Review – Paris la Nuit, Nostalgia Theatre Company, Fringe Festival, University of Northampton 3rd Year (BA) Acting and Creative Practice Students, Hazelrigg House, Northampton, 1st May 2019

Fringe FestivalLocked away in the cold, dark, dank basement of Hazelrigg House is not the most comfortable of locations but I can’t think of anywhere more perfect for Nostalgia Theatre Company’s production of Paris La Nuit. Even the stale smell of cigarettes and vin de pays that greets you conjures up a murky, tawdry bar in an unfashionable district of the French capital, where Jean Clement plays jazz for his regulars until war comes and he signs up. But on his return years later, he is startled by the appearance of a young orphaned boy, Mathieu, living in his old bar. Traumatised into speechlessness, terrified of his shadow, he’s just trying to find a place to survive. Kind-hearted Clement can’t kick the boy out, so he gets him to wait tables in return for his bed and board. The friendship develops between the two as Mathieu comes to regard Clement more and more as a father figure, but is it a bond that can withstand Clement’s past catching up with him?

Paris La NuitFor a period feel, this absolutely scores ten out of ten. Rickety tables, odd vintage crystal wine glasses, Parisian pictures, open cigarette cases, plus a plinky-plonk piano and a bar that has seen better days – the attention to detail is formidable et magnifique. With memories of Piaf, and an impromptu performance of Charles Trenet’s La Mer, the whole performance has a Gallic charm and vulnerability that truly stands out. There are moments of humour too, such as in the boy’s reaction to Clement’s liaison with a lady of the night, and his earnest, scrupulous cleaning of the tables.

Jean et MathieuSamual Gellard’s performance as Clement is authoritative, calm, measured, sensitive and you really feel you know exactly what makes him tick. Either his French accent is terrible, or, he’s doing a brilliant impersonation of someone from a region of France where the accent is terrible! Either way he still delivers much of the dialogue in fast, confident French, deliberately difficult enough to challenge any audience member who got A level French over forty years ago. But I was able to follow much of the dialogue, so kudos to both him and me for that. The unnamed young actor who plays Mathieu is absolutely brilliant, his facial expressions providing all the eloquence he needs to get his meanings across. And the two of them together provided some surprisingly touching moments. That must have been cigarette smoke in my eye.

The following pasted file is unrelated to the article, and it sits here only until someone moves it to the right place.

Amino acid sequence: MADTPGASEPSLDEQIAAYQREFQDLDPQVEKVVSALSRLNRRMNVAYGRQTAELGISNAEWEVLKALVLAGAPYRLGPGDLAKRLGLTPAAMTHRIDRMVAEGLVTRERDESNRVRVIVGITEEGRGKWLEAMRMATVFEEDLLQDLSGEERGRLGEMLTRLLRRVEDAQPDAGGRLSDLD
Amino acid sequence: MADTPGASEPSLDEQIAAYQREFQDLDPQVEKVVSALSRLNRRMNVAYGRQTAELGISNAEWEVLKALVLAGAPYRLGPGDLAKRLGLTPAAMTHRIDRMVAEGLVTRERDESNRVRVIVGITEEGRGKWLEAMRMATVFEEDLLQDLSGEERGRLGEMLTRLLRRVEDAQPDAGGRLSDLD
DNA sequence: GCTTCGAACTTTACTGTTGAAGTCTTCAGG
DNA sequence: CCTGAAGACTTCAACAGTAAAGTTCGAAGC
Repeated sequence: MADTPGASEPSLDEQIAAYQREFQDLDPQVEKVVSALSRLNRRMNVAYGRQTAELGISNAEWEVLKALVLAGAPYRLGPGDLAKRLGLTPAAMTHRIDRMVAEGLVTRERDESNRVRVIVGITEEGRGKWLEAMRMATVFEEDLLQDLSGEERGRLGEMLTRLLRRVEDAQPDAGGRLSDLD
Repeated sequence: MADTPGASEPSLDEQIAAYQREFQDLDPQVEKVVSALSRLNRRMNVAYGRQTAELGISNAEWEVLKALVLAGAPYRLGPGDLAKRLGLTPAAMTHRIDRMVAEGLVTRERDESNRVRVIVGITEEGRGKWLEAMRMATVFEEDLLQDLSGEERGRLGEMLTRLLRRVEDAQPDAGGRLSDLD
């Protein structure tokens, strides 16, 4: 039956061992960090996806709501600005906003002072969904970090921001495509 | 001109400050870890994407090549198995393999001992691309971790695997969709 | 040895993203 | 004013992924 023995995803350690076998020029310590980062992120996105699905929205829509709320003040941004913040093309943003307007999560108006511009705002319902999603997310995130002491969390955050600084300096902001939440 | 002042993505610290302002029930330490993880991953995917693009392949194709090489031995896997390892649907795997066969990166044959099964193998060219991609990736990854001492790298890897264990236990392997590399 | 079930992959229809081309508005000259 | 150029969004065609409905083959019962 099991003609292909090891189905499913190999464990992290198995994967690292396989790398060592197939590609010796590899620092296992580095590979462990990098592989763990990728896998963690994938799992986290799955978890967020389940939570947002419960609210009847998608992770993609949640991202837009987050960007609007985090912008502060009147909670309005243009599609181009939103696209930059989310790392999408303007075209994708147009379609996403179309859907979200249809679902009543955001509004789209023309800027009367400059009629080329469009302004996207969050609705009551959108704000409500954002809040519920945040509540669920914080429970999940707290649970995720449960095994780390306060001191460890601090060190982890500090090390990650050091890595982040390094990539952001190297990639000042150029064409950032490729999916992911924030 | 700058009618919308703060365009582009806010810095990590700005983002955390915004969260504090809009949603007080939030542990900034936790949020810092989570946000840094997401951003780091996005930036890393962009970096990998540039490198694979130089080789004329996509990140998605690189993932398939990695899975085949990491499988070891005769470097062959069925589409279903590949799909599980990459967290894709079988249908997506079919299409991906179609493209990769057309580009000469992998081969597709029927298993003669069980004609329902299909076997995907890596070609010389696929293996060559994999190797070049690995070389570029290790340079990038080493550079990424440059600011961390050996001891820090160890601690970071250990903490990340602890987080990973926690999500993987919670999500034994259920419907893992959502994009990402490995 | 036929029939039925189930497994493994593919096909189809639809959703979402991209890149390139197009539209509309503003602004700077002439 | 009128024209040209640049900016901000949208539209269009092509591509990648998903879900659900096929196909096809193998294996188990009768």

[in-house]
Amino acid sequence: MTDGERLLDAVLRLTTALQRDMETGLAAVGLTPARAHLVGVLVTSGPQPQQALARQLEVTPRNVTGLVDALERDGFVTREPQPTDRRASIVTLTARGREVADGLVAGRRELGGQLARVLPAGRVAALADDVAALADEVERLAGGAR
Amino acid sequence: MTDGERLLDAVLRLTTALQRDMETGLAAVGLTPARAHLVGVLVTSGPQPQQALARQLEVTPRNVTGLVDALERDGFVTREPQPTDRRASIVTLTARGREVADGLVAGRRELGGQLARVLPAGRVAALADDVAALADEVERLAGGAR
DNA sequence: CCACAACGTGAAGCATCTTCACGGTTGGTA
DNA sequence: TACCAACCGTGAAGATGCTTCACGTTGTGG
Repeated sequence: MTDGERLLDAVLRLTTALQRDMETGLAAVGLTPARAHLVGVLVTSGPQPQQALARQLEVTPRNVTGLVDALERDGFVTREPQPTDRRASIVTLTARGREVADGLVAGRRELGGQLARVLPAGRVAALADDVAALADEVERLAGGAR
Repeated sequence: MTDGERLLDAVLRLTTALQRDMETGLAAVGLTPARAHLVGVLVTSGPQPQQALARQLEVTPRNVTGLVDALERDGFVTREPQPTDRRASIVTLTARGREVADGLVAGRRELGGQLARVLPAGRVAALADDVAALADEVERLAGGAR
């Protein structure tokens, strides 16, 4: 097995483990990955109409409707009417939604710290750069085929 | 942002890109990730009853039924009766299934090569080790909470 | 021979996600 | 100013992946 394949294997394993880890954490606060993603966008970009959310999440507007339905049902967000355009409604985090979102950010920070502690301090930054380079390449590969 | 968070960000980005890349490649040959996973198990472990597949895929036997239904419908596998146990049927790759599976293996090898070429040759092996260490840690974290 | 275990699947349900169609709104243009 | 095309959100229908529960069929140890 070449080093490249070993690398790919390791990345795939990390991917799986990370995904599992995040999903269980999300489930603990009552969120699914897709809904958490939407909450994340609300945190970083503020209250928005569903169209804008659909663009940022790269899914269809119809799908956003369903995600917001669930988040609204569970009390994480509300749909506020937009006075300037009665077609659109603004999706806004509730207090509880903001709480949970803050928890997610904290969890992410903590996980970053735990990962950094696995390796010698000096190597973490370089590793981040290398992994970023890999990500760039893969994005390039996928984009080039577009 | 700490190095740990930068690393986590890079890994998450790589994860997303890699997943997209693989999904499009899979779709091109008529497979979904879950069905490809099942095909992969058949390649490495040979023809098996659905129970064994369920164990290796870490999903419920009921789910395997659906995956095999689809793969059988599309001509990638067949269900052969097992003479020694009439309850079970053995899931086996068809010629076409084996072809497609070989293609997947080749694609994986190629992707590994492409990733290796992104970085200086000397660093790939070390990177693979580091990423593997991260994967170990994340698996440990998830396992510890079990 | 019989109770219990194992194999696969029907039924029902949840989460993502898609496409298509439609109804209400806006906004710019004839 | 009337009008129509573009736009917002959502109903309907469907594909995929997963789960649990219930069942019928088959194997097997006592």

At times I did find the story a little hard to follow; I wasn’t quite sure who it was who was catching up with Clement, and whether the money being extorted was simply a protection racket or a blackmail for something he’d done. But, at the end of the day, it really didn’t matter, and any fog in the storyline was a perfect reflection of the fog in his jazz bar. Two charming and convincing performances that waft you away to a distant world of the chanteuse, the raconteur and late night Pernod. Bien fait, mes amis!

2 thoughts on “Review – Paris la Nuit, Nostalgia Theatre Company, Fringe Festival, University of Northampton 3rd Year (BA) Acting and Creative Practice Students, Hazelrigg House, Northampton, 1st May 2019

  1. Charles Trenet’s ‘La Mer’ is one of those unlikely songs which plays back a most evocative soundtrack of my childhood. When we first got a gramophone (as they were then called) one of my then uncles had it on one of those easily breakable 78s, and it was played in our house ever so often, an additional quaintness lying in its being in French, which none of us could then speak. Even now, over 60 years later (actually released in 1946, I’ve just found out) it sends powerful shivers through me – almost, but not quite, making it one of my Desert Island Disc choices.

    Btw: I’ve only ever been to Northampton once – for a couple of hours in 1992! – when I worked briefly for a Covent Garden-based magazine before it went bankrupt. I had to catch a train there to visit a computer expert to deal with a certain problem we had. Needless to say my very short visit didn’t leave me with much memory of the town. (Alas? Maybe.)

    • That’s a wonderful memory to have of how you first heard that song. I can’t remember where I first heard it – certainly also in childhood – and it’s still a source of goosebumps! As for the much maligned Northampton, we moved here ten years ago and I’ve never felt more at home, it’s the friendliest place I’ve ever lived!

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